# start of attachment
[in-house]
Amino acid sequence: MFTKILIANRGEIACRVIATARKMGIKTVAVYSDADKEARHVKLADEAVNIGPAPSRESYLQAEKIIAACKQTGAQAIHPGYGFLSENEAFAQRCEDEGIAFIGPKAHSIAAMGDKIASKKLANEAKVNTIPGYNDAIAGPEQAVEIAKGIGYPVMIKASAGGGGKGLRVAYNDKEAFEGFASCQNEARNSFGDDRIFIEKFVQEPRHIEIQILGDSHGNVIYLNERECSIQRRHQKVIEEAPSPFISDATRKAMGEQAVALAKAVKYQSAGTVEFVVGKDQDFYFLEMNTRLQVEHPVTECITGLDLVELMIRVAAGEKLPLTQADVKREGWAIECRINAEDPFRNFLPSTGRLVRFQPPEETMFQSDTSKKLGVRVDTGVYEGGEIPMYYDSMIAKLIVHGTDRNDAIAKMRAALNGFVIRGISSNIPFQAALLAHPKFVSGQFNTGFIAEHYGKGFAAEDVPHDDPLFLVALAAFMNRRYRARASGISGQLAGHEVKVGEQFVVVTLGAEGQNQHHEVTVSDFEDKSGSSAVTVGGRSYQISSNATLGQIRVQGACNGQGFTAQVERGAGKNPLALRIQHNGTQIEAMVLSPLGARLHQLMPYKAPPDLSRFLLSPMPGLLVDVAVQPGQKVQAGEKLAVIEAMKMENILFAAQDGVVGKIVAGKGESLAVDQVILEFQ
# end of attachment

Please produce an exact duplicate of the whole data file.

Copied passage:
[in-house]
Amino acid sequence: MFTKILIANRGEIACRVIATARKMGIKTVAVYSDADKEARHVKLADEAVNIGPAPSRESYLQAEKIIAACKQTGAQAIHPGYGFLSENEAFAQRCEDEGIAFIGPKAHSIAAMGDKIASKKLANEAKVNTIPGYNDAIAGPEQAVEIAKGIGYPVMIKASAGGGGKGLRVAYNDKEAFEGFASCQNEARNSFGDDRIFIEKFVQEPRHIEIQILGDSHGNVIYLNERECSIQRRHQKVIEEAPSPFISDATRKAMGEQAVALAKAVKYQSAGTVEFVVGKDQDFYFLEMNTRLQVEHPVTECITGLDLVELMIRVAAGEKLPLTQADVKREGWAIECRINAEDPFRNFLPSTGRLVRFQPPEETMFQSDTSKKLGVRVDTGVYEGGEIPMYYDSMIAKLIVHGTDRNDAIAKMRAALNGFVIRGISSNIPFQAALLAHPKFVSGQFNTGFIAEHYGKGFAAEDVPHDDPLFLVALAAFMNRRYRARASGISGQLAGHEVKVGEQFVVVTLGAEGQNQHHEVTVSDFEDKSGSSAVTVGGRSYQISSNATLGQIRVQGACNGQGFTAQVERGAGKNPLALRIQHNGTQIEAMVLSPLGARLHQLMPYKAPPDLSRFLLSPMPGLLVDVAVQPGQKVQAGEKLAVIEAMKMENILFAAQDGVVGKIVAGKGESLAVDQVILEFQ